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Publication numberUS8015454 B1
Publication typeGrant
Application numberUS 12/474,688
Publication dateSep 6, 2011
Filing dateMay 29, 2009
Priority dateJun 2, 2008
Fee statusPaid
Also published asUS8347148, US8887009
Publication number12474688, 474688, US 8015454 B1, US 8015454B1, US-B1-8015454, US8015454 B1, US8015454B1
InventorsGuy Anthony Harrison, Guy le Mar
Original AssigneeQuest Software, Inc.
Export CitationBiBTeX, EndNote, RefMan
External Links: USPTO, USPTO Assignment, Espacenet
Computer systems and methods for predictive performance management of data transactions
US 8015454 B1
Abstract
Systems and methods are disclosed for monitoring and managing data transactions, such as SQL transactions. In certain examples, a management subsystem generates an alert identifying degrading database transactions to facilitate preventative tuning or other maintenance. In particular, a monitor module tracks performance measurements (e.g., logical reads) of select transactions. A modeler correlates the performance measurements and assigns first performance model(s) to represent the performance measurements and predicted performance measurements of a particular transaction. A trend change module detects a significant change in a trend and/or variance of the performance measurements and can cause the modeler module to generate a second performance model to represent at least a portion of the performance measurements and the predicted performance measurements of the particular transaction. An interface module triggers an alert when the second performance model indicates that the predicted performance measurements of the particular transaction are degrading at or above a threshold rate.
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Claims(13)
1. A system for managing performance of database transactions, the system comprising:
at least one database configured to store data;
at least one application configured to interact with the data of the at least one database through a plurality of database transactions that comprise structured query language (SQL) statements; and
a management subsystem configured to generate one or more alerts identifying degrading ones of the SQL statements, the management subsystem configured to execute on one or more computing devices and comprising,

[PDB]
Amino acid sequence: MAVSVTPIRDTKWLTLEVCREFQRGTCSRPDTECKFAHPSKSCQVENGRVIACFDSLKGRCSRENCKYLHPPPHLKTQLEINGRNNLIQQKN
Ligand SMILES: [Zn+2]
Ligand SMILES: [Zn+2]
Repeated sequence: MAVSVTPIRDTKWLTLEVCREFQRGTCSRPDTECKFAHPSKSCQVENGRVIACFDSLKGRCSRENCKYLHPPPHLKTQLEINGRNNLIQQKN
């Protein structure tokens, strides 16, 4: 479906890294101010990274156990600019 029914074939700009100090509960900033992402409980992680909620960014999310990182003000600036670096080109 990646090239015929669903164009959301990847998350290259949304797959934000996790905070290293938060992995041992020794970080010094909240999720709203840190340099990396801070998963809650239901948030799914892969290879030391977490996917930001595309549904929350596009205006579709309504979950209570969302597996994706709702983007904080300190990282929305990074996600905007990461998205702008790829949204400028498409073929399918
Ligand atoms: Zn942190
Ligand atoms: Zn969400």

a monitor module comprising one or more computer hardware processors, the monitor module configured to track one or more performance measurements of the plurality of the SQL statements, the one or more performance measurements comprising at least one of (i) a total cost of execution of a particular SQL statement of the plurality of SQL statements, (ii) an average cost of all executions of the particular SQL statement, and (iii) an execution rate of the particular SQL statement,
a modeler module comprising one or more computer hardware processors, the modeler module configured to correlate the one or more tracked performance measurements beginning at a first data point of the particular SQL statement with one or more independent variables and to assign at least a first performance model to represent the one or more tracked performance measurements to generate a first trend of predicted performance measurements of the particular SQL statement,
a trend change module configured to automatically detect within the one or more tracked performance measurements at least one substantial trend change in a the first trend of the one or more tracked performance measurements,
wherein the trend change module automatically detects a trend change by iteratively selecting a second data point for the modeler module to generate at least a second performance model for a second trend of predicted performance measurements beginning at the second data point, wherein the trend change module determines a trend change at the second data point when:
1) at least three measured data points prior to the second data point fall outside of the second trend, and
2) a comparison of the first trend and the second trend of predicted performance measurements with tracked performance measurements indicates that the second trend is significantly better than the first trend at predicting the tracked performance measurements, and
an interface module configured to trigger an alert when the second trend of the second performance model indicates that the predicted performance measurements of the particular SQL statement are degrading at or above a threshold rate to identify whether the particular SQL statement needs to be tuned;
wherein the second performance model indicates whether I/O channels associated with the execution of the plurality of SQL statements will near capacity in the future.
2. The system of claim 1, wherein the one or more first performance models and the second performance model are selected from a set of predetermined performance models.
3. The system of claim 2, wherein the management subsystem further comprises a memory configured to store the set of predetermined performance models.
4. A system for managing performance of database transactions, the system comprising:
at least one database configured to store data;